Case Rep Gastrointest Med 2020 16;2020:3780763. Epub 2020 May 16.

Department of Laboratory Medicine and Pathology, Mayo Clinic, Rochester, MN, USA.

Angiosarcoma of the colon is rare, as is colonic amyloidosis. To our knowledge, there have been no reported cases of angiosarcoma arising in association with amyloid deposition. Herein, we described a case of 77-year-old man who presented with hematochezia, and a sigmoid mass was found on colonoscopy. Histologic examination of the resected specimen showed extensive nodular deposition of AL-lambda amyloid material in the colonic wall, as well as high-grade angiosarcoma which was closely intermingled with the amyloid deposits. While the occurrence of both colonic amyloidosis and angiosarcoma in this patient may represent pure coincidence, given the intimate association of the angiosarcoma and the amyloid deposition and the rarity of both of these lesions, we hypothesize that angiosarcoma could be secondary to amyloid deposition.
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http://dx.doi.org/10.1155/2020/3780763DOI Listing
http://www.ncbi.nlm.nih.gov/pmc/articles/PMC7246417PMC
May 2020

Xanthogranulomatous epithelial tumor: report of 6 cases of a novel, potentially deceptive lesion with a predilection for young women.

Mod Pathol 2020 10 15;33(10):1889-1895. Epub 2020 May 15.

Department of Laboratory Medicine and Pathology, Mayo Clinic, Rochester, MN, 55905, USA.

Epithelial marker expression and/or epithelial differentiation, as well as "anomalous" expression of keratins, are features of some soft tissue tumors. Recently, we have encountered an unusual mesenchymal tumor composed of bland, distinctly eosinophilic, keratin-positive epithelial cells, which were almost entirely obscured by xanthogranulomatous inflammation. Six cases were identified (5 F, 1 M; 16-62 years (median 21 years)) arising in soft tissue (n = 4) and bone (n = 2) and ranging in size from 2 to 7 cm. The tumors were generally circumscribed, with a fibrous capsule containing lymphoid aggregates, and consisted in large part of a sheet-like proliferation of foamy histiocytes, Touton-type and osteoclast-type giant cells, and chronic inflammatory cells. Closer inspection, however, disclosed a distinct population of uniform, cytologically bland mononuclear cells with brightly eosinophilic cytoplasm arranged singly and in small nests and cords. Overt squamous and/or glandular differentiation was absent. By immunohistochemistry, these cells were diffusely positive with the OSCAR and AE1/AE3 keratin antibodies, and focally positive for high-molecular weight keratins; endothelial and myoid markers were negative and SMARCB1 was retained. RNA-seq identified a PLEKHM1 variant of undetermined significance in one case, likely related to this patient's underlying osteopetrosis. Follow-up to date has been benign. In summary, we have identified a novel tumor of soft tissue and bone with a predilection for young females, provisionally termed "xanthogranulomatous epithelial tumor". These unusual lesions do not appear to arise from adnexa, or represent known keratin-positive soft tissue tumors, and the origin of their constituent epithelial cells is obscure. The natural history of this distinctive lesion appears indolent, although study of additional cases and longer term follow-up are needed.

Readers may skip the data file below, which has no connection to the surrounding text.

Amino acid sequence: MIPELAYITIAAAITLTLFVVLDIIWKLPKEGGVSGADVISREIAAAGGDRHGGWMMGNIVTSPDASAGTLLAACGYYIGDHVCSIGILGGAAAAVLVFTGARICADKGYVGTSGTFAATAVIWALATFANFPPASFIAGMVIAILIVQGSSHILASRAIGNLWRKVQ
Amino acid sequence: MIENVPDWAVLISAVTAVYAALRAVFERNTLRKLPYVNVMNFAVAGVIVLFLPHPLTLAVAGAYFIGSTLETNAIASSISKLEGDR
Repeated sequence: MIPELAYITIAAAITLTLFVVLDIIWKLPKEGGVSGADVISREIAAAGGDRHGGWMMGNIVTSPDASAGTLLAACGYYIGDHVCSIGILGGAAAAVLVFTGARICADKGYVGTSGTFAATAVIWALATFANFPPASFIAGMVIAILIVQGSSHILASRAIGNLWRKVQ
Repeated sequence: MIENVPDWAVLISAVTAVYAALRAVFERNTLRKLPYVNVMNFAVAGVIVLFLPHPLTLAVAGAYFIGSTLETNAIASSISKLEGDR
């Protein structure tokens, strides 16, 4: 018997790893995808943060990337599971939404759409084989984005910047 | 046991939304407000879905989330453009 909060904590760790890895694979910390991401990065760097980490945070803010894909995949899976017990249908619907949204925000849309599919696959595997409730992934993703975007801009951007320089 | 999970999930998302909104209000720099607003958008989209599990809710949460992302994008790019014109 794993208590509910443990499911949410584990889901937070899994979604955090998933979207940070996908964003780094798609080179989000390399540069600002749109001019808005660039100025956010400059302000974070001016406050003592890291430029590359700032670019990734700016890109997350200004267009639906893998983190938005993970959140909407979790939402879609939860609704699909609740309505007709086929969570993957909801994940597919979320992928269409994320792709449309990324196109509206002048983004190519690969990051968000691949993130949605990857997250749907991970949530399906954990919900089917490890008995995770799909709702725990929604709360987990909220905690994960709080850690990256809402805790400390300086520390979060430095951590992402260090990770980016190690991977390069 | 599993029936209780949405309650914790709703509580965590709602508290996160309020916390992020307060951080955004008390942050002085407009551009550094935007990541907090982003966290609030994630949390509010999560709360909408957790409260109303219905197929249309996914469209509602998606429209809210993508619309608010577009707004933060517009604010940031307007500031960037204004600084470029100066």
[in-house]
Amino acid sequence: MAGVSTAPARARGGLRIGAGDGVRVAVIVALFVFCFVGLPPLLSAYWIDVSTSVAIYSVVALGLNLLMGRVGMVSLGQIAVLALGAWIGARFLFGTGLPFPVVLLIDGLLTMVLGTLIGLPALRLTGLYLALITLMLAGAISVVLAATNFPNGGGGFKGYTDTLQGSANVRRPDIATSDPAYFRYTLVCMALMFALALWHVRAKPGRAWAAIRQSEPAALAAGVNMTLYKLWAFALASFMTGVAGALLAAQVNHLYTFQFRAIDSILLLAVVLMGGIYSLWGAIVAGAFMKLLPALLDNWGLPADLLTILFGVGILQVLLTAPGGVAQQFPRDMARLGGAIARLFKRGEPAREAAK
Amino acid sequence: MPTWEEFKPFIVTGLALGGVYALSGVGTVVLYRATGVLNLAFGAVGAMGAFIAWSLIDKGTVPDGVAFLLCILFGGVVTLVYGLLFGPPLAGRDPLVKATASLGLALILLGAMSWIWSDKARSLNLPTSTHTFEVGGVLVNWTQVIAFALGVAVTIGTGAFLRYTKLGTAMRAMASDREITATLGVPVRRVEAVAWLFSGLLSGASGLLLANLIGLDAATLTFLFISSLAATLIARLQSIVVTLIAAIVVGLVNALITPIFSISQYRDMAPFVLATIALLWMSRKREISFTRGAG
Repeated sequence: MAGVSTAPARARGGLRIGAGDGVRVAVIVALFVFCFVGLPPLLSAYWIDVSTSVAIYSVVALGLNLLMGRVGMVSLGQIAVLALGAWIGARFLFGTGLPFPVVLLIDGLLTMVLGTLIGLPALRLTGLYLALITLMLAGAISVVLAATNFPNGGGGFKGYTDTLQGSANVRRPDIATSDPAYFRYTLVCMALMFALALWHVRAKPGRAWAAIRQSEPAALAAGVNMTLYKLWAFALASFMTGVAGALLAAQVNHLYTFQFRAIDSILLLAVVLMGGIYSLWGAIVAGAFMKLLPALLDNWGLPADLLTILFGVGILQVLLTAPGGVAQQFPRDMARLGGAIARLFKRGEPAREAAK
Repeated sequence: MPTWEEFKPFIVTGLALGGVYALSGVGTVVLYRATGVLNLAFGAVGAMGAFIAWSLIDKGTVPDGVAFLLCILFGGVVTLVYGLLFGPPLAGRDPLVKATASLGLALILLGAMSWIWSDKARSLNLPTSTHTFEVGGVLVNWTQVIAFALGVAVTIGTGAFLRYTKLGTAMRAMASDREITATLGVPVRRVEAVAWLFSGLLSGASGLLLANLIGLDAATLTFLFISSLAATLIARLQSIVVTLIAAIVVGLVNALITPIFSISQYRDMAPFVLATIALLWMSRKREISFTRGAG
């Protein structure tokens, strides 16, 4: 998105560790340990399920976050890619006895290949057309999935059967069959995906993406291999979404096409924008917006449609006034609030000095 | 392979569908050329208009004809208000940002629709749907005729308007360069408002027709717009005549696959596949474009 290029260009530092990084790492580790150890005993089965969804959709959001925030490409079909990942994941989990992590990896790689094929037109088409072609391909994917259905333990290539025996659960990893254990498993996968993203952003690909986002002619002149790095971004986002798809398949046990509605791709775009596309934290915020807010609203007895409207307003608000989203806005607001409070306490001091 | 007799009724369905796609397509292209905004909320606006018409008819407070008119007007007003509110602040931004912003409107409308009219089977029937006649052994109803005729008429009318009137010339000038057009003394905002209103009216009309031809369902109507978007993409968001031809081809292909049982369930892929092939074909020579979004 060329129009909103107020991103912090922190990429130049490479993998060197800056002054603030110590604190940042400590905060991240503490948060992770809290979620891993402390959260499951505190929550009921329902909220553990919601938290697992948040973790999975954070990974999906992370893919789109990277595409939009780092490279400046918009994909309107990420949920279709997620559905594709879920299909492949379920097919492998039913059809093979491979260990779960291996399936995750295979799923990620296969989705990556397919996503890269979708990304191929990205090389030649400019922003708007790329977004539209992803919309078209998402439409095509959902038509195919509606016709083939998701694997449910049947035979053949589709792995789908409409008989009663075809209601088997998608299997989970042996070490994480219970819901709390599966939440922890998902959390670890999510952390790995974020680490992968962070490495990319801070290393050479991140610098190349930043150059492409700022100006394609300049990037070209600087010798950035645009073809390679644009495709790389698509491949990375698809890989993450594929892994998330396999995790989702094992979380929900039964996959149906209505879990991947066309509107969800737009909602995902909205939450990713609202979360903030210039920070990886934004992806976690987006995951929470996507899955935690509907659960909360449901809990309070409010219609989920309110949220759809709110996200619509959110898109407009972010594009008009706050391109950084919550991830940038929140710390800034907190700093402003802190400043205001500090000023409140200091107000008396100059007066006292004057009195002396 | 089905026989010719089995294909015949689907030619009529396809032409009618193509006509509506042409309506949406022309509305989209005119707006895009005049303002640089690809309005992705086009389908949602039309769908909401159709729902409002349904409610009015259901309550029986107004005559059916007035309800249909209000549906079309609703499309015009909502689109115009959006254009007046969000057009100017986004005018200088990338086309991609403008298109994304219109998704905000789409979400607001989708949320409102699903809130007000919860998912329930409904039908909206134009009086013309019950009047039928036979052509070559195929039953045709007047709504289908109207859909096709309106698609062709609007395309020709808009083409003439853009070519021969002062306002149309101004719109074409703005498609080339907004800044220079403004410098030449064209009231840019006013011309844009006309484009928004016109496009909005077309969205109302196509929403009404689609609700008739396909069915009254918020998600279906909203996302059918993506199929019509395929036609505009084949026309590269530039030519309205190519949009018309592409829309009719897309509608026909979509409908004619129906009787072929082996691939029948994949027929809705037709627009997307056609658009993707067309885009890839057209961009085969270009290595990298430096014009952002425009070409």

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http://dx.doi.org/10.1038/s41379-020-0562-8DOI Listing
October 2020

MyoD1 expression in fibroepithelial stromal polyps.

Hum Pathol 2020 05 23;99:75-79. Epub 2020 Mar 23.

Department of Laboratory Medicine and Pathology, Mayo Clinic, Rochester, MN, 55902, USA. Electronic address:

Fibroepithelial stromal polyps (FESPs) are benign polypoid mesenchymal lesions thought to arise from desmin-positive specialized stromal cells of the female genital tract. Although most cases are easily diagnosed by morphology alone, the morphology of FESPs is variable and in some instances can contain hypercellular stroma with numerous atypical desmin-positive cells, simulating botryoid embryonal rhabdomyosarcoma (ERMS). Recently, we encountered a cellular FESP showing desmin expression as well as nuclear immunoreactivity for the skeletal muscle-associated transcription factor MyoD1. Although these lesions are widely known to express desmin, there are very few studies examining expression of the more specific markers of skeletal muscle differentiation, myogenin and MyoD1. The aim of our study was to examine desmin, MyoD1, and myogenin expression in a series of 25 FESPs. Of the 25 cases, desmin expression was present in 23 (92%), at least focal MyoD1 expression was present in 10 (40%), and all cases were negative for myogenin. Follow-up data were available for all 25 cases, and none recurred or behaved in a malignant fashion. Awareness of this potential immunohistochemical pitfall and careful morphologic evaluation should allow for the confident distinction of MyoD1-positive FESP from botyroid ERMS in almost all instances.